The Fly and the Earworm:

by | Mar 20, 2024 | Uncategorized | 0 comments

I skirted the coastline, zigzagging in and out of tiny coves and emerging onto huge secret beaches with nobody around.

I probably enjoyed the best day so far today. My planned eight and a half kilometre walk along the north coast from Locquirec to Guimaec, was finally here. Having been postponed twice because of bad weather then a broken fridge, (don’t ask) the journey was on.

It was as if I’d been parachuted into spring, when I first arrived in early February. Especially following a particularly grim English winter. Today, however, was more like early summer. The days seemed to improve with each one which passed.

The temperature was a balmy sixteen degrees and the insects had started to notice. A myriad of flying objects filled the air and crawled beneath my feet. From beautiful butterflies to tiny black insects, a whole variety of creatures decided to wake up.

I skirted the coastline, zigzagging in and out of tiny coves and emerging onto huge secret beaches with nobody around. Unlike the railway line which had been as flat as a witch’s mammary, this route was punishing. It reminded me of the central section of Hadrian’s wall, with a roaring sea for company. The waves were on my deaf side so the Atlantic swell was a gentle whooshing as I negotiated the rocky path.

As I was ducking under a fallen tree, I inhaled a fly. It went right down without touching the sides. No matter how hard I tried, I couldn’t shift the little pest from my throat. It immediately reminded me of the old lady who swallowed the fly.

I spent the next few uncomfortable minutes accompanied by the little bugger wriggling in my oesophagus, while the earworm did a dance on my eardrum. Eventually, the little blighter must have perished, because the wriggling stopped. Unfortunately, I couldn’t say the same for the old lady and her menagerie!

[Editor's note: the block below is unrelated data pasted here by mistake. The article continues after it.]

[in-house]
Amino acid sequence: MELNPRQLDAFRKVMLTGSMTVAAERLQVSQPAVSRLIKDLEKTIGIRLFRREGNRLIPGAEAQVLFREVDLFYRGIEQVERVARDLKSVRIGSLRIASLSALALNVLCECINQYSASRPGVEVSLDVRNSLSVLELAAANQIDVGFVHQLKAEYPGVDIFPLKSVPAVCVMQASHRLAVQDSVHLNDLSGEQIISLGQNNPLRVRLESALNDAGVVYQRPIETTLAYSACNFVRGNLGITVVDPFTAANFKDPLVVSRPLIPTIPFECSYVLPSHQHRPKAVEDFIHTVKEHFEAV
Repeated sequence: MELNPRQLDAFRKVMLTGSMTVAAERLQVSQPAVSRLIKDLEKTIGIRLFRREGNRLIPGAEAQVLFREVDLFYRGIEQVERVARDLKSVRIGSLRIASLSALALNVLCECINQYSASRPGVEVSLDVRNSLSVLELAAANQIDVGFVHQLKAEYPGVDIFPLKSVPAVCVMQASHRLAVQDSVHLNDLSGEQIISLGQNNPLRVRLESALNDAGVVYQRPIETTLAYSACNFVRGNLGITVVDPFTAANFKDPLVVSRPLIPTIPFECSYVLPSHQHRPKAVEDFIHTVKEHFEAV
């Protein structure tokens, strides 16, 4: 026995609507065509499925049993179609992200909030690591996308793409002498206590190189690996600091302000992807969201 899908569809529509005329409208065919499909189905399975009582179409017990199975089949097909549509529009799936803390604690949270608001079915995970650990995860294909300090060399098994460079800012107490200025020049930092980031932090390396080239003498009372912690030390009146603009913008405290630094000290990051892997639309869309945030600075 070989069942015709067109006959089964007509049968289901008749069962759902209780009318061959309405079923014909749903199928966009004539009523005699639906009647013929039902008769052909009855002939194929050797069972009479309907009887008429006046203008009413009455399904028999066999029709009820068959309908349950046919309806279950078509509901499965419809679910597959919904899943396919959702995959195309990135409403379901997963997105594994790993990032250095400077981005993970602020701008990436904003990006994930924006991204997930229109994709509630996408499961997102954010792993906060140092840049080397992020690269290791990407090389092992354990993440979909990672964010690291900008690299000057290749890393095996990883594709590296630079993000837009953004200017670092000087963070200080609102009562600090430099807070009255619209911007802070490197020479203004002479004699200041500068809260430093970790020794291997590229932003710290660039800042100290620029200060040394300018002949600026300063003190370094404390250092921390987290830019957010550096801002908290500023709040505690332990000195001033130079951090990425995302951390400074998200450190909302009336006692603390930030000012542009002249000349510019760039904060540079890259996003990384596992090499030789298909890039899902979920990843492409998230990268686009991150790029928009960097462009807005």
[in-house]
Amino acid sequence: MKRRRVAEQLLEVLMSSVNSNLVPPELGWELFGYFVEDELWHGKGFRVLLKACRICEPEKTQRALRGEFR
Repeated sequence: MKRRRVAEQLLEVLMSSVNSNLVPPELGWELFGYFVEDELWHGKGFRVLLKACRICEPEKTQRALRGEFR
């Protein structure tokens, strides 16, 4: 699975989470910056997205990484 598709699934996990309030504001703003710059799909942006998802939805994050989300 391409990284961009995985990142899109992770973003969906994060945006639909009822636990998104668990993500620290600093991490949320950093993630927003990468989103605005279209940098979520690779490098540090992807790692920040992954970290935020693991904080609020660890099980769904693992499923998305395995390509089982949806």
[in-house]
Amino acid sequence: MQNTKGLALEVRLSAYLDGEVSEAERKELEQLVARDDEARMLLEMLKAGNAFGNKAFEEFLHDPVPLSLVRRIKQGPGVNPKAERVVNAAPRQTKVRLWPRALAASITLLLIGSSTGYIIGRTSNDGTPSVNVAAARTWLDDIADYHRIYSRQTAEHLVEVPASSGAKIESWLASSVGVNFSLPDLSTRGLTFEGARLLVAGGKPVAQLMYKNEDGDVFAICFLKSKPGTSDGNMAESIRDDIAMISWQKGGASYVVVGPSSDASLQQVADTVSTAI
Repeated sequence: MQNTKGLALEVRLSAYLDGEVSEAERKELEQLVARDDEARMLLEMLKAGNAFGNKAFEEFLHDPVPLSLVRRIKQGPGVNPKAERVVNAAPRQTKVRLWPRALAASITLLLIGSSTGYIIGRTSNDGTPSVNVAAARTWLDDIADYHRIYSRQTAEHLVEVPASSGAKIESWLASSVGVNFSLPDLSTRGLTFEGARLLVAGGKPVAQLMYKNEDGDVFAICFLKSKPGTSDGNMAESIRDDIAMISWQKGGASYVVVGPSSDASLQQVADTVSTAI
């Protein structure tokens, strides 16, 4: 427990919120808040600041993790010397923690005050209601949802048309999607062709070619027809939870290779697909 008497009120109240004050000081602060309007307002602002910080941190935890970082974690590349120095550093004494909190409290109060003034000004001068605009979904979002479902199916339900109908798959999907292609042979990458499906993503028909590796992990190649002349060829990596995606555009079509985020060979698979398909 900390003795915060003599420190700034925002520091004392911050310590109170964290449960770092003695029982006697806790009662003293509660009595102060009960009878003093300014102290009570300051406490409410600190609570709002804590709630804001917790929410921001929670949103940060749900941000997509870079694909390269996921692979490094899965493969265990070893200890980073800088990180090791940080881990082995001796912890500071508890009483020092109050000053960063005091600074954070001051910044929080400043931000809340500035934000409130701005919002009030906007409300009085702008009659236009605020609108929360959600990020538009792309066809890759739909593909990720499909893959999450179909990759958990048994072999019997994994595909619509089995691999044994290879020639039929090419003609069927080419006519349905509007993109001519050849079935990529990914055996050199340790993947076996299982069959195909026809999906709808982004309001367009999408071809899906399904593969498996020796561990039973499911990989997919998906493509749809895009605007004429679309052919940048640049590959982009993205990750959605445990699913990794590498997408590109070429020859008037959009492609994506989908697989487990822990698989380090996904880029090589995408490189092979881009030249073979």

I finally arrived at what I thought was Guimaec but which turned out to be one of its satellite hamlets. This meant there was an hour’s walk to the genuine article. Unfortunately, the bus was in thirty minutes. I walked the four kilometres buoyed by the fact that it had a very good convenience store. I was, nevertheless, dealt another blow as it was closed from 12.45 till 3.00… it was one o’clock.

Crestfallen, I tramped into the village, in which Google had reliably informed me there were no shops, bars or cafés. Imagine my shock when I spotted a tired old building bearing the name Boulangerie. Not only that, but it had a tiny bar/tabac attached.

I entered the latter, which was about ten feet square, and ordered a beer. The lady said I could choose a cake from next door and enjoy my purchases ‘dehors’ at the tiny table in the street.

On my journey back to Locquirec I noticed a strange phenomenon. Two huge fields in which the farmer had ploughed back in thousands of huge cauliflowers. Although not a fan as my mam used to cook it to death, I still enjoyed it in such things as vegetable curry and cauliflower bhaji. It was probably too expensive to pick, reminding me of a story I’d written some time ago following a strange conversation. Here…

My final little wonder, or wonders was the swarm of black bees emanating from tiny holes in the ground, at the original start of my walk. They weren’t there in the morning when I’d set off. I suspected that the beautiful weather had attracted them. Spring. What a beautiful season in this beautiful place.

Multiple treats today with part six of Bandile’s story…

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